Detroit Red Wings mailbag: Who should fight when needed?

Helene St. James, Detroit Free Press
·3 min read

Detroit Red Wings general manager Steve Yzerman said recently he wants Anthony Mantha playing hockey, not sidelined from a fight. His comments prompted a reader to wonder: If not Mantha, who should drop their gloves for the Wings?

Mantha has missed significant time the past two years after getting involved in scuffles. Last season, Mantha spent six weeks recovering from a punctured lung after challenging Toronto’s Jake Muzzin following a legal hit on Madison Bowey. In 2018-19, Mantha missed a month after injuring a hand fighting Patrik Nemeth, then with Colorado, following a legal hit on Dylan Larkin. Mantha also missed the last five games of the 2016-17 season after injuring a finger fighting Tampa Bay’s Luke Witkowski, who challenged Mantha because of a hit in a prior game on Gregg McKegg.

Detroit Red Wings' Givani Smith (48) comes off the bench against the Florida Panthers at Little Caesars Arena, Saturday, Jan. 18, 2020.
Detroit Red Wings' Givani Smith (48) comes off the bench against the Florida Panthers at Little Caesars Arena, Saturday, Jan. 18, 2020.

Mantha is an important player for the Wings. He’s their best goal scorer, and while it’s commendable that he stands up for teammates, the Wings are not served by having him sitting in sick bay. Mantha’s value was most recently shown when he received a four-year, $22.8 million contract on Nov. 3. The day after the contract was finalized, Yzerman said he won’t tell his players not to fight, but that the Wings need Mantha in the lineup.

That led Ted P. to ask via email about the Wings having an enforcer. “Can you write something about Dylan McIlrath as I’ve always thought he was positive addition to Wings roster as teams respected us more when he was in the lineup. … (Givani) Smith also could bring some toughness and enforcer type play for the Wings roster too. I’m really hoping Steve Y believes they need some respect on the ice with all these young kids coming up.”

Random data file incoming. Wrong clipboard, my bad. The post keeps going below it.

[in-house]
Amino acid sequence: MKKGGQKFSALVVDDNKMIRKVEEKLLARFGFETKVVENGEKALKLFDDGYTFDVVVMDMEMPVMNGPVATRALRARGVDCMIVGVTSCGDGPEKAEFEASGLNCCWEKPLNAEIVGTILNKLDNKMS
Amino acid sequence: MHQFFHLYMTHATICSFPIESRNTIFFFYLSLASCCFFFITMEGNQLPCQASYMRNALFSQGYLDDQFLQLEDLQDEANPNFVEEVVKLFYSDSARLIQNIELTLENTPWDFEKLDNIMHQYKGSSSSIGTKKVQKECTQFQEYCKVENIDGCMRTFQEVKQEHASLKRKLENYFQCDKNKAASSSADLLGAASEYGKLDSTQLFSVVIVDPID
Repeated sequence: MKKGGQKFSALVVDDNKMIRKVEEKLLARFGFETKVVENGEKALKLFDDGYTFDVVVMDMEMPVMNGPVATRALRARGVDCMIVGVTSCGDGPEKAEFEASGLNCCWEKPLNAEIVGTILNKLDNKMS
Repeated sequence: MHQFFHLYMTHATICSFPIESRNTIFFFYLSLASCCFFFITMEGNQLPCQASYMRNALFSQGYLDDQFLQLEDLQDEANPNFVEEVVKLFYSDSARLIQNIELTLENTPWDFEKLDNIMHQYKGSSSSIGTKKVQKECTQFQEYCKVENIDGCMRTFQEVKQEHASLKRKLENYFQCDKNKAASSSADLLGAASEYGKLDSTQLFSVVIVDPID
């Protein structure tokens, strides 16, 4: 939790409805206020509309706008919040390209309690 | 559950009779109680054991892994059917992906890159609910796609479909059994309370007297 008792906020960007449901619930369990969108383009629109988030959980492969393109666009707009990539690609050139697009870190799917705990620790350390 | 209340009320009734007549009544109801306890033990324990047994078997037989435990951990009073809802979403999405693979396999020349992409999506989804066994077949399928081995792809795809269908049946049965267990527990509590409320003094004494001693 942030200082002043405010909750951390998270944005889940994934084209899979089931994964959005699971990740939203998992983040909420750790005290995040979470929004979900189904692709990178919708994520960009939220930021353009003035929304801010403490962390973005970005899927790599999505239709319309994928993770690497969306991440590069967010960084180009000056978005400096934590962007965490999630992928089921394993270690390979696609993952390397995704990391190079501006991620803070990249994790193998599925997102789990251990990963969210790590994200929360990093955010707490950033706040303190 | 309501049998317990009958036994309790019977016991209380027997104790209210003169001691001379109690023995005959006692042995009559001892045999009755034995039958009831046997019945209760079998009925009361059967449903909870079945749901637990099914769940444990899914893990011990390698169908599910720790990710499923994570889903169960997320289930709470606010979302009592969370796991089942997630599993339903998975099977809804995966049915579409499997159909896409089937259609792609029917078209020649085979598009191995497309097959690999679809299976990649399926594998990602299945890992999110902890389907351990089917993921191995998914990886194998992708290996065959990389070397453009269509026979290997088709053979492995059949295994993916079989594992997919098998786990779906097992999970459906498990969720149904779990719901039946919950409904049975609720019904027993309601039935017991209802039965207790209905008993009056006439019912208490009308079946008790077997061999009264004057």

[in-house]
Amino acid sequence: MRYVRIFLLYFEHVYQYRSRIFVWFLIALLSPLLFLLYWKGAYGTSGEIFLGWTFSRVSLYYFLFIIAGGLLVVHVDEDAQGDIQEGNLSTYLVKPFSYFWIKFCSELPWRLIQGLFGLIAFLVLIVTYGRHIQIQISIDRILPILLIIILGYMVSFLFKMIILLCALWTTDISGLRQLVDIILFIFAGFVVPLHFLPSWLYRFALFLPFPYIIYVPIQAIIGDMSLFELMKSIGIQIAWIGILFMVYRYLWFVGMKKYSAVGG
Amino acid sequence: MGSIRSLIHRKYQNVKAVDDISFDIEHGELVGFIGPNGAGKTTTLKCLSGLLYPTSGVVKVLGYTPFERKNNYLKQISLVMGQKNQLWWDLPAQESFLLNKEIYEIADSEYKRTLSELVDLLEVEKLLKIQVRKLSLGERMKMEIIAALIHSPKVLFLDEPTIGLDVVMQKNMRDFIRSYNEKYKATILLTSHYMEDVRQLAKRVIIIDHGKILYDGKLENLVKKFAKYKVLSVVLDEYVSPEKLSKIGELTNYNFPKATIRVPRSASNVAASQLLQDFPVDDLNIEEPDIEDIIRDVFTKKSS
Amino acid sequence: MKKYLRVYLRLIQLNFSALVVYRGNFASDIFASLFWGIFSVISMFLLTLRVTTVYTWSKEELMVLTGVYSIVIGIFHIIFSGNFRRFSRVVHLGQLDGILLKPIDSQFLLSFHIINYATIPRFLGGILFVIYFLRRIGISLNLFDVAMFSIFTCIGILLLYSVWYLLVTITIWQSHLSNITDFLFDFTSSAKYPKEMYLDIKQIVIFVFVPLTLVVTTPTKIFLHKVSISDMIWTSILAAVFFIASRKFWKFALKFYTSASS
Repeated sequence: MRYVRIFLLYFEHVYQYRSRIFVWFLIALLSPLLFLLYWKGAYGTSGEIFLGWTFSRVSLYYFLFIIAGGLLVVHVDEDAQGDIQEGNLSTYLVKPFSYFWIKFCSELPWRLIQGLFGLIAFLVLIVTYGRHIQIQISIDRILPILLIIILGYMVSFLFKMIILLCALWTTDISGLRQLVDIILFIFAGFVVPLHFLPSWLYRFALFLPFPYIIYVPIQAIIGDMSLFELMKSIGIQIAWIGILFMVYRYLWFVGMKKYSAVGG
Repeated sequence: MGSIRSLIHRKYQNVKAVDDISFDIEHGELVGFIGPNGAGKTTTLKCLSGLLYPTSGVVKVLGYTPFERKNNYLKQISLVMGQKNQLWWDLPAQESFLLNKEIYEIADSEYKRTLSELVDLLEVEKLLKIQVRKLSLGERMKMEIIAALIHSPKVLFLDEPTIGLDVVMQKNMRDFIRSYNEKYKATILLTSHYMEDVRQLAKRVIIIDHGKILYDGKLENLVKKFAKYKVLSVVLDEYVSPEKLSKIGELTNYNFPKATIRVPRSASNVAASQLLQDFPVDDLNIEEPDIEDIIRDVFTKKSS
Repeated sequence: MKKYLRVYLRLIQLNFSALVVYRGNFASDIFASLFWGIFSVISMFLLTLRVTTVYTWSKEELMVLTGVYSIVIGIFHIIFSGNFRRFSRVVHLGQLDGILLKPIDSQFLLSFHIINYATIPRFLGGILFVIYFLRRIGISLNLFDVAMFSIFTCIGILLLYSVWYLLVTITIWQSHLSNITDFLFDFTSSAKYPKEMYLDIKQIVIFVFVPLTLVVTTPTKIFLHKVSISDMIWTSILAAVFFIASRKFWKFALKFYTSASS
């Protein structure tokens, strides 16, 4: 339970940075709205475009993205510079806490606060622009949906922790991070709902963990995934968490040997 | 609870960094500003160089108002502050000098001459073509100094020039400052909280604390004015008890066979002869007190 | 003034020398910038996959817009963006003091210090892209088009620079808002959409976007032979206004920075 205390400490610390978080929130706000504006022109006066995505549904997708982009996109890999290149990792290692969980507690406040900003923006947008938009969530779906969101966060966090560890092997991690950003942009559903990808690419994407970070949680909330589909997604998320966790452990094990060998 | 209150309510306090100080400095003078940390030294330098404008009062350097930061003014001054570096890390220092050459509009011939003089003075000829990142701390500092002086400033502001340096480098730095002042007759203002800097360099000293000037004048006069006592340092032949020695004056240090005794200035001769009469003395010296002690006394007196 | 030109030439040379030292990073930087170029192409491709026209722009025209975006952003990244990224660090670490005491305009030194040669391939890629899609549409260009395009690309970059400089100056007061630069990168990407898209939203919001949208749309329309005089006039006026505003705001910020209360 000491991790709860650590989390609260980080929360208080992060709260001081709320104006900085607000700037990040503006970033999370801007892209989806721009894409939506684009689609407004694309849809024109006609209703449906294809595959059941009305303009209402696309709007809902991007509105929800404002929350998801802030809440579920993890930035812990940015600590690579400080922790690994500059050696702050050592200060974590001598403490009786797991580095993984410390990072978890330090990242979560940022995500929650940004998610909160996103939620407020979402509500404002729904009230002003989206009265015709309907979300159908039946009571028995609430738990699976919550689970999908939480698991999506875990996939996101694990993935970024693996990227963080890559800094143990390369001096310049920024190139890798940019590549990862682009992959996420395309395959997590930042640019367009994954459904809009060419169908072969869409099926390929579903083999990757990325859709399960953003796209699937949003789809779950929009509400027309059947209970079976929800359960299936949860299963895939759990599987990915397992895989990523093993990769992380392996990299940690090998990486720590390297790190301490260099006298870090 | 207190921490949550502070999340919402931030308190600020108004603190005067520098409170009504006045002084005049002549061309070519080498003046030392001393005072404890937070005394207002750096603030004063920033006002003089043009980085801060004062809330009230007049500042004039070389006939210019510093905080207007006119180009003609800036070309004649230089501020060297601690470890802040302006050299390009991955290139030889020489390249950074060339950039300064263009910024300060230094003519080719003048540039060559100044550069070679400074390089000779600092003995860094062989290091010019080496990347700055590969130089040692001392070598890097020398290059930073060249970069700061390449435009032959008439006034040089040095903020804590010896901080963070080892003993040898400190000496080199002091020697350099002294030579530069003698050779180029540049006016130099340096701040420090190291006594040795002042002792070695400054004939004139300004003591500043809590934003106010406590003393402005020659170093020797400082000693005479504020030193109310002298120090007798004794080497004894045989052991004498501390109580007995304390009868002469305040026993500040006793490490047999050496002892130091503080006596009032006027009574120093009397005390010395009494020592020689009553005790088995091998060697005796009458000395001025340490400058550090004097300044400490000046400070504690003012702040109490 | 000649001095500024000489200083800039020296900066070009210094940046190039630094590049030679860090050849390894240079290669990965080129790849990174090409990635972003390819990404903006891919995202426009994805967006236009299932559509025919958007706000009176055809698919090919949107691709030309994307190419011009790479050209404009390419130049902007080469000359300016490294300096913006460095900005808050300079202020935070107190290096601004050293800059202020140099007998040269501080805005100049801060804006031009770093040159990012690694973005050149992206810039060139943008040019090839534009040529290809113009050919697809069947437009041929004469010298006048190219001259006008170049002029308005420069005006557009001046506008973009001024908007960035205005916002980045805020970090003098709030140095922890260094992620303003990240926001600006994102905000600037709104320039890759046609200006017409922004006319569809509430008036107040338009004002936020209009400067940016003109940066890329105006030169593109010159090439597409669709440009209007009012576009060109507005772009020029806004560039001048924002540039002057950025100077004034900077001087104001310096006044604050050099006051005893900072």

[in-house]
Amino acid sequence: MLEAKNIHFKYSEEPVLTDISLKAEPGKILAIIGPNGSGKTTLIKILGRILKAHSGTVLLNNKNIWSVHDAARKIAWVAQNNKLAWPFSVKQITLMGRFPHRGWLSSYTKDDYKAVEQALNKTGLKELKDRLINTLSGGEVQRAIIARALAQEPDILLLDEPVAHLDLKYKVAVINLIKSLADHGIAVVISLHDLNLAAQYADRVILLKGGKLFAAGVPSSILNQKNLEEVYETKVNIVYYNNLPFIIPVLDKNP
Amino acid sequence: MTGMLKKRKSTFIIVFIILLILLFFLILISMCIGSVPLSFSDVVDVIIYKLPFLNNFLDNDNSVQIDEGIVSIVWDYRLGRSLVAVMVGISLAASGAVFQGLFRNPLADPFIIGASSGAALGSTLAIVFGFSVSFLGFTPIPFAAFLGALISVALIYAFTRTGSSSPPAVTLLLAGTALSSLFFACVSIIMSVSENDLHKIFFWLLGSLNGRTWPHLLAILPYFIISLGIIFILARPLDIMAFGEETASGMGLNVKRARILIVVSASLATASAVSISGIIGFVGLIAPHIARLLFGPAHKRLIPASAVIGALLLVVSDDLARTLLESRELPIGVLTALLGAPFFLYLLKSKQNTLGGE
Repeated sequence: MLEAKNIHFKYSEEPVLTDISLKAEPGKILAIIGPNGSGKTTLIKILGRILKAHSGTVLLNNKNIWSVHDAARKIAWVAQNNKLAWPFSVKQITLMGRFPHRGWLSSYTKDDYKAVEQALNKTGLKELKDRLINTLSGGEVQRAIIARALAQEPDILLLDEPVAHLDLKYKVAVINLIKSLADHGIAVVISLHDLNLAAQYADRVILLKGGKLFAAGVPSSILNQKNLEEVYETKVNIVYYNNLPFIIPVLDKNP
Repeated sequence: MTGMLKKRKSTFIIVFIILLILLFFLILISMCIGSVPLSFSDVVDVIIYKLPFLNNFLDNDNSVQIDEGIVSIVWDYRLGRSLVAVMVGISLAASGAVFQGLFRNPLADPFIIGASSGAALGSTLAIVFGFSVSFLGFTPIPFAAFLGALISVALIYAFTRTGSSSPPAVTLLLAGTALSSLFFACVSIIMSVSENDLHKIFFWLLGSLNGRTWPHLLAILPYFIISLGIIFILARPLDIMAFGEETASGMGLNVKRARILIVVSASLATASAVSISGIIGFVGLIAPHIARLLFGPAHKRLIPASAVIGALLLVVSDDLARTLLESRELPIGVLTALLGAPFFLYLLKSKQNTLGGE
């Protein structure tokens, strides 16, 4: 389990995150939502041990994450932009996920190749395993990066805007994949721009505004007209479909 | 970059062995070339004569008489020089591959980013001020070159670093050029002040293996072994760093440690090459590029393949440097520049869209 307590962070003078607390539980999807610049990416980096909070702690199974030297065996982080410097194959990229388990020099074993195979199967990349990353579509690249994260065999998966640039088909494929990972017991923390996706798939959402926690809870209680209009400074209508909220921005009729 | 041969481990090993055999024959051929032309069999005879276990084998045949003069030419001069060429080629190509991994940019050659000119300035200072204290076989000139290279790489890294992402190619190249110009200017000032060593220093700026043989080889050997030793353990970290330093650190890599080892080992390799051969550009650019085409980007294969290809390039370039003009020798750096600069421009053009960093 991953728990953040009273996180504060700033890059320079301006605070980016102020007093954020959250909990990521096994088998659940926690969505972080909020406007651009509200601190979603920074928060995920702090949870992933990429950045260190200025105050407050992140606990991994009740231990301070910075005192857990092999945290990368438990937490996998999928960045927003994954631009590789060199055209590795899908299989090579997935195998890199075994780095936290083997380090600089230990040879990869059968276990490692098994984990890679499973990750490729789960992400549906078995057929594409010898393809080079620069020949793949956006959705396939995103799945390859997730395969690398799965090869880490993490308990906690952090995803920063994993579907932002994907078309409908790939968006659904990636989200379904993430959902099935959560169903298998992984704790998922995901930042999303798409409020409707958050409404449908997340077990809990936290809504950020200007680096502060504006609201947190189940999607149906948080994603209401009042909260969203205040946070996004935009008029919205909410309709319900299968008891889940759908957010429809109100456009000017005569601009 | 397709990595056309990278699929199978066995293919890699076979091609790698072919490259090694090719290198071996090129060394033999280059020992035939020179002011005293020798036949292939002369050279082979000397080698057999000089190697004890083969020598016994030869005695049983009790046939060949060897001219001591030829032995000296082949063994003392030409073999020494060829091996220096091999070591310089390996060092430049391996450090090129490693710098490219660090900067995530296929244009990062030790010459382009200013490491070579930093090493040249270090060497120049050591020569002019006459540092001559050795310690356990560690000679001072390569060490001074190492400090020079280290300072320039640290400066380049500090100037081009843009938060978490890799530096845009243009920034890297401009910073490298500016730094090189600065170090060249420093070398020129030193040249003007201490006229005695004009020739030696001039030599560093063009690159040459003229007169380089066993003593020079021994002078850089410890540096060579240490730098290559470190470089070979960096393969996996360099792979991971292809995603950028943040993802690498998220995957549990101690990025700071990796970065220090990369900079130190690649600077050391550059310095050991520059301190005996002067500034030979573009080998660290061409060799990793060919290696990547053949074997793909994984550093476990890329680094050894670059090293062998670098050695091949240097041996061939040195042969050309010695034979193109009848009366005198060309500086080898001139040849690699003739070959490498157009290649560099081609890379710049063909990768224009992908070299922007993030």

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McIlrath, 28, came into the NHL with high expectations, drafted 10th by the New York Rangers in 2010, but the 6-foot-5, 236-pound defenseman has not been able to establish himself as an NHL regular, logging just 66 career games. He’s a good minor leaguer, someone the Wings value having in Grand Rapids because he helps prospects adjust to professional hockey and opens up space for them.

Smith, 22, was drafted in the second round in 2016, billed as a high-energy, physical forward with a respectable scoring touch. He made his NHL debut last season, appearing in 21 games (two goals, one assist) over three stints before being returned to the Griffins in February. Smith (6-feet-2, around 205 pounds) has fought multiple times at the American Hockey League level, twice during NHL preseason games, and once — Nov. 12, 2019, at Anaheim — in a regular-season game.

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The key for Smith will be demonstrating he can be physical — such as delivering big hits — without taking penalties for the Wings. He must show he belongs in the bottom-six mix amid competition that includes Adam Erne and Evgeni Svechnikov. The Wings certainly could stand to be more physical, beyond just having a capable fighter whose absence would not be as devastating as losing a scorer such as Mantha, and that’s where Smith has to establish his value in the lineup.

Contact Helene St. James at hstjames@freepress.com. Follow her on Twitter @helenestjames. Read more on the Detroit Red Wings and sign up for our Red Wings newsletter. Her book, The Big 50: The Detroit Red Wings is available from Amazon, Barnes & Noble and Triumph Books. Personalized copies available via her e-mail.

This article originally appeared on Detroit Free Press: Detroit Red Wings mailbag: Who should fight when needed?